Flight Ops

More than a few birthdays ago, my wife bought me a drone.  It wasn’t one of those fancy-schmancy deals you see on websites, it was more of a teenager’s style, built for rough and tumble, and accidents aplenty.  It had a basic 2 MP camera/video capability and came with extra rotor blades in case the originals were damaged or destroyed during use.

I remember messing around with it, and a couple of times almost getting it caught on the roof of the house, as well as into trees, the neighbor’s yard, and so on, reminding me that I probably needed to find a big open field somewhere for flying, but never really did.  After about a week of playing with it, I got tired of not being very good at flying and put it back into its box and set it aside.

Fast forward to about five years.  For the past few weeks, I’ve been thinking about dragging the drone out and seeing about messing around with it again.  I remember purchasing a few extra batteries soon after getting it, along with a multiple battery charger so that I wouldn’t have to wait an hour between flights.  The drone originally came with 2 batteries, so I bought 3 more to increase the flying time from 18 minutes to 45.  Since each battery takes approximately 40-45 minutes to charge, it would help me to continually swap them in and out almost indefinitely, or at least until I got tired of crashing the drone into things.  Or until I got better at flying.

Over the past week, I’ve been taking it out for an hour or so at a time.  Since it’s a very lightweight drone, I’ve had to gauge the wind, since even a 5-7 mph breeze can have a marked effect on the flight abilities of the thing.  Too, I don’t have a lot of places I can fly it, and there are obstacles I have to maneuver around.  Like trees.  And the roofs of this house and the neighbor houses.  With limited battery time, if I happened to get it stuck, it’s going to be there awhile.  I’m not about to rent a cherry picker to get it off a 2-story roof due to pilot error.  Or stupidity.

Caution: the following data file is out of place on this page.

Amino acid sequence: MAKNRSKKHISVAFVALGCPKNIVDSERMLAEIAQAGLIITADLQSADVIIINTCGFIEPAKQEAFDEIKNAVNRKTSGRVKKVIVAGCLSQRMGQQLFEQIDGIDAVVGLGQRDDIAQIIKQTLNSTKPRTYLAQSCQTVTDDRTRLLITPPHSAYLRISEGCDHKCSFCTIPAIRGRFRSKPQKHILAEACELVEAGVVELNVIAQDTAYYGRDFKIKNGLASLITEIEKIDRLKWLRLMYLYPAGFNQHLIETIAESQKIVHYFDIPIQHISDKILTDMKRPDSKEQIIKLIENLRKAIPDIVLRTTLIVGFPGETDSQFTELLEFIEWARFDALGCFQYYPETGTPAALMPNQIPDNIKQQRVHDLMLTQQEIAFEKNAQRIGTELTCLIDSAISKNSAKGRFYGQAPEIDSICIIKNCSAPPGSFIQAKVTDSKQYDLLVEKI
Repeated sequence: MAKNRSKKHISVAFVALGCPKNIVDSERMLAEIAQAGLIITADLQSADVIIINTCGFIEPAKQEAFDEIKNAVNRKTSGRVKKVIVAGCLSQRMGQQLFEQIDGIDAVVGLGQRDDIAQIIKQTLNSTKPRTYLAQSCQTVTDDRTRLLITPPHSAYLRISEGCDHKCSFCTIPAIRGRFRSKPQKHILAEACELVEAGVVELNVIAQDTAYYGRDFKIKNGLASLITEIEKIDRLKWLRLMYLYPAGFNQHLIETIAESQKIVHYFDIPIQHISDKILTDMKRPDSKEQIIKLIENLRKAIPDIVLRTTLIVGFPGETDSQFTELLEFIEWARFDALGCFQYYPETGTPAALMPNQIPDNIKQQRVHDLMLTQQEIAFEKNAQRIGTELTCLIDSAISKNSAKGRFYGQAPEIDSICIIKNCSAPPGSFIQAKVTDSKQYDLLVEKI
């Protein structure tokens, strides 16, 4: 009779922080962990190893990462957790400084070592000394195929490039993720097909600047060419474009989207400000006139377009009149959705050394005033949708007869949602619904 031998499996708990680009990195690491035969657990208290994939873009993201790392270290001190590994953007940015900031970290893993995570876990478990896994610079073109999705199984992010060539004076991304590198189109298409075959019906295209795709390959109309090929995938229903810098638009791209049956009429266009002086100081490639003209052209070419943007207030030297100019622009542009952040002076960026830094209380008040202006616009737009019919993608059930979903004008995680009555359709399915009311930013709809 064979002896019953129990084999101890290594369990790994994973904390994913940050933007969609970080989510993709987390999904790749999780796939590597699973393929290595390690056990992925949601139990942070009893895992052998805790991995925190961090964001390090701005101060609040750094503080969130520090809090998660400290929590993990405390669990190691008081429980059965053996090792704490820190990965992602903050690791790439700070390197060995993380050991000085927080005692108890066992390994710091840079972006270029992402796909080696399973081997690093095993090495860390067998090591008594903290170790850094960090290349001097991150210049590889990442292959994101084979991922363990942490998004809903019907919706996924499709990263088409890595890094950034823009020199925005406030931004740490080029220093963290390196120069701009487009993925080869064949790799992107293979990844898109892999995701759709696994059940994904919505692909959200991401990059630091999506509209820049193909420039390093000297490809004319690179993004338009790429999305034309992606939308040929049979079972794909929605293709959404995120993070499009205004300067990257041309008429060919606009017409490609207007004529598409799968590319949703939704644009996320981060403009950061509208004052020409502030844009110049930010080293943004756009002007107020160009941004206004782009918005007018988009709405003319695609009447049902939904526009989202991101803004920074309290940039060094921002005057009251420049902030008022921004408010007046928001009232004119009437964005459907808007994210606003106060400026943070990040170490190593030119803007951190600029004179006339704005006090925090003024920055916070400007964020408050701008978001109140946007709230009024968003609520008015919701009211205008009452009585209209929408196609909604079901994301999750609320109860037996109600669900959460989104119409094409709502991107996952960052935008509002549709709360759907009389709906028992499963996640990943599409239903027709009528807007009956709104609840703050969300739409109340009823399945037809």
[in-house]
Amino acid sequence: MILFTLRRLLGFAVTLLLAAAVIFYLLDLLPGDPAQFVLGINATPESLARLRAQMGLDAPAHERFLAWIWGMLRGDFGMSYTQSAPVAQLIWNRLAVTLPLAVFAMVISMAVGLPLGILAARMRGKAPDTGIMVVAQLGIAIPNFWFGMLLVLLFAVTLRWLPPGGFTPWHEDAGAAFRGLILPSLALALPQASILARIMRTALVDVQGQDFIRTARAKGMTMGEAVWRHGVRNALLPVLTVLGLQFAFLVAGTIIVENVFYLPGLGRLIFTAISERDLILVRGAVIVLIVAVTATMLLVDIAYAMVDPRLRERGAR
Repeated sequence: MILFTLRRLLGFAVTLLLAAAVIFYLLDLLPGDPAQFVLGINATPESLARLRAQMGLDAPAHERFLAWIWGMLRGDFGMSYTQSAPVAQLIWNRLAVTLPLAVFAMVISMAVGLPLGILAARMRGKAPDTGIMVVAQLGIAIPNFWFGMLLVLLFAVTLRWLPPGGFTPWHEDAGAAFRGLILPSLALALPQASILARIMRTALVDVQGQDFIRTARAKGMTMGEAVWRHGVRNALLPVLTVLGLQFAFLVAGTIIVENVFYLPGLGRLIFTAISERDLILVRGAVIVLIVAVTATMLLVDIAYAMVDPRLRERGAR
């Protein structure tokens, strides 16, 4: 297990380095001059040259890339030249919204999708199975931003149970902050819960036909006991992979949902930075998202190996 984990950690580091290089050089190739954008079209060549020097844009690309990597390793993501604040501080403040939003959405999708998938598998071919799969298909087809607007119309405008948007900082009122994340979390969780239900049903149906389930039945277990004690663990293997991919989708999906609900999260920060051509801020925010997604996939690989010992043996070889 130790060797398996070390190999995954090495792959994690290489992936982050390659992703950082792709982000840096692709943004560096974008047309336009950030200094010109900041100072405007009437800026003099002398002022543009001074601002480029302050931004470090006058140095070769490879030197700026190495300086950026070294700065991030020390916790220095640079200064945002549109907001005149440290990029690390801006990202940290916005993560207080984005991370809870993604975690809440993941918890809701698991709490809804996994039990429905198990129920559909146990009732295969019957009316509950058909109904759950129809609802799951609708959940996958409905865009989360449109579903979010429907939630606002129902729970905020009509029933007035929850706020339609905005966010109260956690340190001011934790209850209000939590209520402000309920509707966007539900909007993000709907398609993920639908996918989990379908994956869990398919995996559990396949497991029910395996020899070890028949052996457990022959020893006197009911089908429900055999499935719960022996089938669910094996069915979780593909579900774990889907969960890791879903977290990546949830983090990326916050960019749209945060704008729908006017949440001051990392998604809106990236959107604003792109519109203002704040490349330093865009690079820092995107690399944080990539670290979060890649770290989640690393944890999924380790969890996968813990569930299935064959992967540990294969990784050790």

Needless to say, there’s room for improvement.  Like other things I’ve gotten interested in, there have been thoughts of upgrades.  But for now, I think with winter coming on, it might be best just to consider maybe increasing the flight time little by little, before going for major upgrades, like a newer, more expensive drone.  Considering finding a different place to fly it around here has proved problematic.

 

Geeking out

When it comes to desktop computers for me, either it rains, or it pours.  Mine never seem to behave correctly for very long, and since I build my own systems, I’m always tinkering with it, and trying to either fix something or keep it from crashing completely.

For the last six months, my issue has been with the monitor.  Or the video card that came attached to the motherboard of the desktop.  I think it was more the video card since I was able to use the monitor attached to my laptop, via an HDMI cable for a period of about a year.  My original issue was the desktop was misbehaving, I would power it up, it would run for about 30 seconds, then shut off again.  I spent the better part of a few days troubleshooting it, then decided it wasn’t worth my time and energy and shelved it while I used the laptop as a workaround.  I bought a 4-bay HD enclosure to simulate the storage on the desktop and for a time it worked ok.  It wasn’t the best configuration, but it was doable, and I wasn’t having too many issues.  True the desktop was basically a doorstop under my computer desk for a year, but it was out of the way and wasn’t causing an issue.  Every few weeks, if I remembered, I’d power up the desktop, it would go through its 30 seconds routine and shut down again.  And life would continue on.